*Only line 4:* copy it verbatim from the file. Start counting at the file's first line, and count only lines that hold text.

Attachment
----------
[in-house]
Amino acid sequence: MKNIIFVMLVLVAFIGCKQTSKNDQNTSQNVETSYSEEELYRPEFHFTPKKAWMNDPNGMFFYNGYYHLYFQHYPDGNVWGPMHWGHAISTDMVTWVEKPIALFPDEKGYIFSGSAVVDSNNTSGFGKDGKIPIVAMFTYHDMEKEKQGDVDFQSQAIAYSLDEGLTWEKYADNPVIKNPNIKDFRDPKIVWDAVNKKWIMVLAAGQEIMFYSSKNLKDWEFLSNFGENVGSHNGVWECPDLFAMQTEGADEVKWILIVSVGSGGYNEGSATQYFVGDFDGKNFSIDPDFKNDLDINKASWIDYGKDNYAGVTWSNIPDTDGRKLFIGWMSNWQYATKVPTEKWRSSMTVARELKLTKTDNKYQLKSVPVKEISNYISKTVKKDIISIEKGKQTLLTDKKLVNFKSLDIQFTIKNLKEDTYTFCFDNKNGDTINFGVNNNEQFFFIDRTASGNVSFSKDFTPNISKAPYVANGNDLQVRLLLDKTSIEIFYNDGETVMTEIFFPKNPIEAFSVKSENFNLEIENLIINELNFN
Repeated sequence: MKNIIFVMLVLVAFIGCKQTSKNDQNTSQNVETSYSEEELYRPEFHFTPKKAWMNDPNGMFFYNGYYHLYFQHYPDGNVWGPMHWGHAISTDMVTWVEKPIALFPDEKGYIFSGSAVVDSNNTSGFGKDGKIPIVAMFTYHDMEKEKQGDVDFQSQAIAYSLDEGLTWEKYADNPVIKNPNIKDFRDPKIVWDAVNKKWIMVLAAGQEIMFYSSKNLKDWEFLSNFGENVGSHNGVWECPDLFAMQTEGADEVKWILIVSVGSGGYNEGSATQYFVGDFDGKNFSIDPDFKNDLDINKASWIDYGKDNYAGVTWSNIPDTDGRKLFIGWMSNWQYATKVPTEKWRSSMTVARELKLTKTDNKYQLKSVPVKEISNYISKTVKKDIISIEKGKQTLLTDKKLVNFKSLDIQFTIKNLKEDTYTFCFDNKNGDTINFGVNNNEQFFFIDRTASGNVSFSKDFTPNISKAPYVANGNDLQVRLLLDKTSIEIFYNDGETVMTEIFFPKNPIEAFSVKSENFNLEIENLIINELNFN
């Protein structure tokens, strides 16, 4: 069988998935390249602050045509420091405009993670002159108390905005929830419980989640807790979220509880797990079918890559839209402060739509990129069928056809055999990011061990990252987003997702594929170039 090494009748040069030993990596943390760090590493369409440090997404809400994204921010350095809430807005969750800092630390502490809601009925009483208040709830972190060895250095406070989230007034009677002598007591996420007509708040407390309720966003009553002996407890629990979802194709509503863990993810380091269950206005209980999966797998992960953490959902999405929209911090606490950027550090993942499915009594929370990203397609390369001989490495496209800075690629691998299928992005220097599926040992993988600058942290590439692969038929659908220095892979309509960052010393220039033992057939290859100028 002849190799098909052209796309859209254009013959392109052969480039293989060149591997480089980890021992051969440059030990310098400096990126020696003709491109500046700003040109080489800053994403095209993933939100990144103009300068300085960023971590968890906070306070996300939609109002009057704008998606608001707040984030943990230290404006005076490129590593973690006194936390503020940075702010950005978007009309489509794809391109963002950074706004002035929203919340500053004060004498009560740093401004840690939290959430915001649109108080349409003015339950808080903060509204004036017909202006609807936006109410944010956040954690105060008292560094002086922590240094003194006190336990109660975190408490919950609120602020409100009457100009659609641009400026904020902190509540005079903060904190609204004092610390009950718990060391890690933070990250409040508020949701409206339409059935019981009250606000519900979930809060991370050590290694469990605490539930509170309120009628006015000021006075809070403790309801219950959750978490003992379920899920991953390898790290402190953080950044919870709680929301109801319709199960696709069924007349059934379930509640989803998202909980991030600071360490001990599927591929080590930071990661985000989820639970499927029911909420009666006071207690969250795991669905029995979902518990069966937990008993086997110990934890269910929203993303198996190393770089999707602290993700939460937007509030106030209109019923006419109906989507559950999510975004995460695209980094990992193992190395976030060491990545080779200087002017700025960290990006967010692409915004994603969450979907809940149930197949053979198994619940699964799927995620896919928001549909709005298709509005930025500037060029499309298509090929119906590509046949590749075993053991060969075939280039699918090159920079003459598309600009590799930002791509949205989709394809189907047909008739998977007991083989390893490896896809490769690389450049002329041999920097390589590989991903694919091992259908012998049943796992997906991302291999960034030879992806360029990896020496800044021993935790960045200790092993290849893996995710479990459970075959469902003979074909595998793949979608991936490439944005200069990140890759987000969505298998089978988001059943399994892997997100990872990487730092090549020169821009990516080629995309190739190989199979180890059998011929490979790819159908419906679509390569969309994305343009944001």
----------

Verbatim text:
């Protein structure tokens, strides 16, 4: 069988998935390249602050045509420091405009993670002159108390905005929830419980989640807790979220509880797990079918890559839209402060739509990129069928056809055999990011061990990252987003997702594929170039 090494009748040069030993990596943390760090590493369409440090997404809400994204921010350095809430807005969750800092630390502490809601009925009483208040709830972190060895250095406070989230007034009677002598007591996420007509708040407390309720966003009553002996407890629990979802194709509503863990993810380091269950206005209980999966797998992960953490959902999405929209911090606490950027550090993942499915009594929370990203397609390369001989490495496209800075690629691998299928992005220097599926040992993988600058942290590439692969038929659908220095892979309509960052010393220039033992057939290859100028 002849190799098909052209796309859209254009013959392109052969480039293989060149591997480089980890021992051969440059030990310098400096990126020696003709491109500046700003040109080489800053994403095209993933939100990144103009300068300085960023971590968890906070306070996300939609109002009057704008998606608001707040984030943990230290404006005076490129590593973690006194936390503020940075702010950005978007009309489509794809391109963002950074706004002035929203919340500053004060004498009560740093401004840690939290959430915001649109108080349409003015339950808080903060509204004036017909202006609807936006109410944010956040954690105060008292560094002086922590240094003194006190336990109660975190408490919950609120602020409100009457100009659609641009400026904020902190509540005079903060904190609204004092610390009950718990060391890690933070990250409040508020949701409206339409059935019981009250606000519900979930809060991370050590290694469990605490539930509170309120009628006015000021006075809070403790309801219950959750978490003992379920899920991953390898790290402190953080950044919870709680929301109801319709199960696709069924007349059934379930509640989803998202909980991030600071360490001990599927591929080590930071990661985000989820639970499927029911909420009666006071207690969250795991669905029995979902518990069966937990008993086997110990934890269910929203993303198996190393770089999707602290993700939460937007509030106030209109019923006419109906989507559950999510975004995460695209980094990992193992190395976030060491990545080779200087002017700025960290990006967010692409915004994603969450979907809940149930197949053979198994619940699964799927995620896919928001549909709005298709509005930025500037060029499309298509090929119906590509046949590749075993053991060969075939280039699918090159920079003459598309600009590799930002791509949205989709394809189907047909008739998977007991083989390893490896896809490769690389450049002329041999920097390589590989991903694919091992259908012998049943796992997906991302291999960034030879992806360029990896020496800044021993935790960045200790092993290849893996995710479990459970075959469902003979074909595998793949979608991936490439944005200069990140890759987000969505298998089978988001059943399994892997997100990872990487730092090549020169821009990516080629995309190739190989199979180890059998011929490979790819159908419906679509390569969309994305343009944001």